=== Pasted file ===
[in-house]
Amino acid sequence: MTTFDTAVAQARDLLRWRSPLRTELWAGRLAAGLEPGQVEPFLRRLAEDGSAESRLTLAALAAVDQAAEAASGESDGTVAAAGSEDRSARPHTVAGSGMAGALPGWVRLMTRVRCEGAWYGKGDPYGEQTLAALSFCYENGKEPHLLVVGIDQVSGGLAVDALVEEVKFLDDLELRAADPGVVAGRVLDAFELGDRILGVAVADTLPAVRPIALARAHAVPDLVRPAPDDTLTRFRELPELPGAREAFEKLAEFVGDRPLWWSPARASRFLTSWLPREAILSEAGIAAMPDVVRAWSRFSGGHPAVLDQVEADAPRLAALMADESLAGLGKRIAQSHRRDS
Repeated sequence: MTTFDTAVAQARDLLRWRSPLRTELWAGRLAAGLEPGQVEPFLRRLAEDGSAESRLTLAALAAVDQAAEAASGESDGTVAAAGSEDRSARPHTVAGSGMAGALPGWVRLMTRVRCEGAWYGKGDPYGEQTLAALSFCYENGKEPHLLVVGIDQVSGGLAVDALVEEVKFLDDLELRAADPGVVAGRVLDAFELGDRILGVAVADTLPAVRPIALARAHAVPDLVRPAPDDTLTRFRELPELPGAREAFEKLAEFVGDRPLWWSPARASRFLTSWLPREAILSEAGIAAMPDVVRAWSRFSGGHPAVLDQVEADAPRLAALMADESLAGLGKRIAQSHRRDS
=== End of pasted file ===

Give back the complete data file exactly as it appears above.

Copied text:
[in-house]
Amino acid sequence: MTTFDTAVAQARDLLRWRSPLRTELWAGRLAAGLEPGQVEPFLRRLAEDGSAESRLTLAALAAVDQAAEAASGESDGTVAAAGSEDRSARPHTVAGSGMAGALPGWVRLMTRVRCEGAWYGKGDPYGEQTLAALSFCYENGKEPHLLVVGIDQVSGGLAVDALVEEVKFLDDLELRAADPGVVAGRVLDAFELGDRILGVAVADTLPAVRPIALARAHAVPDLVRPAPDDTLTRFRELPELPGAREAFEKLAEFVGDRPLWWSPARASRFLTSWLPREAILSEAGIAAMPDVVRAWSRFSGGHPAVLDQVEADAPRLAALMADESLAGLGKRIAQSHRRDS
Repeated sequence: MTTFDTAVAQARDLLRWRSPLRTELWAGRLAAGLEPGQVEPFLRRLAEDGSAESRLTLAALAAVDQAAEAASGESDGTVAAAGSEDRSARPHTVAGSGMAGALPGWVRLMTRVRCEGAWYGKGDPYGEQTLAALSFCYENGKEPHLLVVGIDQVSGGLAVDALVEEVKFLDDLELRAADPGVVAGRVLDAFELGDRILGVAVADTLPAVRPIALARAHAVPDLVRPAPDDTLTRFRELPELPGAREAFEKLAEFVGDRPLWWSPARASRFLTSWLPREAILSEAGIAAMPDVVRAWSRFSGGHPAVLDQVEADAPRLAALMADESLAGLGKRIAQSHRRDS